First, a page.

Rural postie retires after 59-year career

Freeman Willetts is finishing up after almost 60 years of rural post runs. PHOTO: WYATT RYDER
Freeman Willetts is finishing up after almost 60 years of rural post runs. PHOTO: WYATT RYDER
When Freeman Willetts delivers your paper, he ensures it goes inside the letterbox.

It has been a point of pride for the Waitaki postman for almost 60 years, but at the end of the month he will be retiring ... for good this time.

Mr Willetts said he had been delivering rural mail around Waitaki since 1965.

It started with the K run, which went to Kurow and back, then moved to the D run, which started in Reservoir Rd and went out through Totara, Five Fork, Fuchsia Creek and more.

In 1969 he purchased his own mail run, which went from Otepopo to Hilderthorpe.

He would go out to Hampden each morning and his wife Daphne would head out to Waitaki Bridge in the afternoon.

"I used to come home at lunchtime and she would tell me to look after the kids so she could take off."

He did that run for 36 years, then retired in 2005.

About a year later he was asked to do relief work on the D run again. When the run changed owners that work became more regular.

He developed a hernia about six years ago and had to cut back his work, as he could not lift packages any more.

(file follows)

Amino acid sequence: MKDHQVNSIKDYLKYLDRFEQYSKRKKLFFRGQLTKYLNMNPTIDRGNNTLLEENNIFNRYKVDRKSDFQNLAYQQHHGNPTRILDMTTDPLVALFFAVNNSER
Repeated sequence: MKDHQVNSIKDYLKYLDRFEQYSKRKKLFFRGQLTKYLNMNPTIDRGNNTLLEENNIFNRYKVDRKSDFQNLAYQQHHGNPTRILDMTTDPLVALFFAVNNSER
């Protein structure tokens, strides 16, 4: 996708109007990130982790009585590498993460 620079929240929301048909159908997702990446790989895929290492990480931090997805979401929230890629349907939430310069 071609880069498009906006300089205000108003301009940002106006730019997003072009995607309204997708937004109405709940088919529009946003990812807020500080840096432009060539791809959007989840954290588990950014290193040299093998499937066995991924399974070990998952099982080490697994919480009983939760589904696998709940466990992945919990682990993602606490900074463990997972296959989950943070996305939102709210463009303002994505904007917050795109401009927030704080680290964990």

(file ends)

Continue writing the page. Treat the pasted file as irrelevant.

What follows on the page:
Nowadays, he still delivered the newspaper every second Saturday and helped sort the mail a couple times each week.

"I stop and put every paper in the letterbox, whereas the others throw them off."

It added about 20 minutes to the job, but liked to make sure it was done right.

Before delivering the newspaper, Mr Willetts helped make it.

He worked as a linotype machine operator, preparing the advertisements and articles for print in the Oamaru Mail.

The opportunity to work at the paper came just as Mr Willetts was recovering from polio and he used to cycle from Papakaio to Oamaru each morning for work.

"I think it was about 17K ... it was the best thing I ever did.

"When I got polio it stiffened me up all over, I couldn’t move."

He had to take three warm baths every day to alleviate the symptoms.

The cycling helped him recover and delivering the mail helped keep him fit going ahead.

The job was more physically demanding than people thought, as there was lots of carrying parcels and getting in and out of the car.

The dexterous work of driving and sorting the mail was a mental exercise as well, he said.

The main thing that kept him coming back was the love of the job.

"I enjoy getting in the truck and going away for a drive."

He also loved the postal system, but a lot had changed since 1965.

Fewer people were sending letters and buying newspapers, but there were a lot more parcels.

Around Christmastime he could deliver up to 4000 letters and cards each day. Now it was closer to 300 Christmas cards across the entire season.

It was sad, but a sign of the times, he said.

He still tried to get all of his correspondence through the mail and resisted online accounts as much as possible.

The current owners of his run have just sold it and he decided it was the ideal time to retire.

"I just felt now’s the right time to go.

"I will miss it."